Dealing With My Mom’s Depression

 

To my “Friend In Need”:

 I remember the time my dad went in to the hospital for surgery. I remember meeting up with my sister just prior to the surgery. We knelt on the asphalt in the hospital’s parking structure and prayed. We asked God to let dad survive the upcoming quadruple bypass that was scheduled for him that day. Better said…we pleaded. We prayed for the surgeons and nurses, that God would be with them and guide the hands and decisions of all involved. A few moments later, we were with my dad and all the members of the family. I bent over and told my dad that my knees hurt. I just smiled. He knew why.

 God did answer my prayer. My dad survived this huge operation. I was amazed as I noticed better flesh tones on his face…rose colored cheeks and bright eyes. Things went good for a while. But as time passed, things grew dim. After some testing of the heart, there were no signs of any bypass done. NONE. It was as if his body absorbed every correctional measure performed on his heart. Sadly, it is unbelievable. No doctor could tell me exactly why this happened. We were dumbfounded, to say the least.

 The doctors then performed stint implantations which seemed to hold up. This extended my dad’s life for two more years. However, during those two years, he was diagnosed with cancer. Unfortunately, he succumbed to the illness and passed.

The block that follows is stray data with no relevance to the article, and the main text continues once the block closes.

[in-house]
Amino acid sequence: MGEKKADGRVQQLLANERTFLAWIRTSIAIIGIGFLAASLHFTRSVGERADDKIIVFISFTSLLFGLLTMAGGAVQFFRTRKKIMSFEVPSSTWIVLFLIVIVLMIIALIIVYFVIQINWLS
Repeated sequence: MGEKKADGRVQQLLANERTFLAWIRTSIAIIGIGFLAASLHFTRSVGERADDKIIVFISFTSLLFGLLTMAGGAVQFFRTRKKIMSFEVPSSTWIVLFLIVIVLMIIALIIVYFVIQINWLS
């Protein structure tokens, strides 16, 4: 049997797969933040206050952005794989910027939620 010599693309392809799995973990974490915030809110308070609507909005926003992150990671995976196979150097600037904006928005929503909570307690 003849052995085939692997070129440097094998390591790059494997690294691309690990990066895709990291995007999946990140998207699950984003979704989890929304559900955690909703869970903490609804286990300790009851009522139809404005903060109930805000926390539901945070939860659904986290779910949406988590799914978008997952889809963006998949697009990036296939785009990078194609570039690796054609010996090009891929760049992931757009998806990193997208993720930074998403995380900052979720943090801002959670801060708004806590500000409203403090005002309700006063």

This was devastating for everyone. I have four siblings. We all dealt with his passing individually, and in ways that seemed to help us. Thank God for the support I had and for my loving husband. We kept up with mom’s needs and support for her as well. But, it was very apparent, she was slipping into depression. After a marriage between dad and mom that lasted 56 years, the loss was just too much for mom. We also experienced 4 more relatives who passed away over a short span of only 5 months. The last death was my aunt, my mom’s sister. Mom never told us about her death and we only learned about it months later.

 Mom’s depression is in full swing at this time. My aunts passing seemed to be the last straw in my mom’s life. Several of us, her kids, asked her to move in with one of us. She refused each and every time. Then she would turn around and cry out for help. Help Me. Help Me. Those words forever ring in my ears. One of the last decisions my mom made on her own was definitely a bad one. She decided that she no longer would eat or drink. She was extremely suicidal. She lay in bed all day and refused to turn on any lights because she did not want anyone to think she was home. During this time, there were several emergency room runs we made and unexpected physical needs that needed to be dealt with. One of the independent final needs came during a visit from my brother who came in from out of state. He called me at work and said that he needed my help getting mom to her doctor. I immediately left work and met him at mom’s house. The situation was very grave. We did not give any more options to mom. We managed to get her frail body into my car and went to the doctor’s office.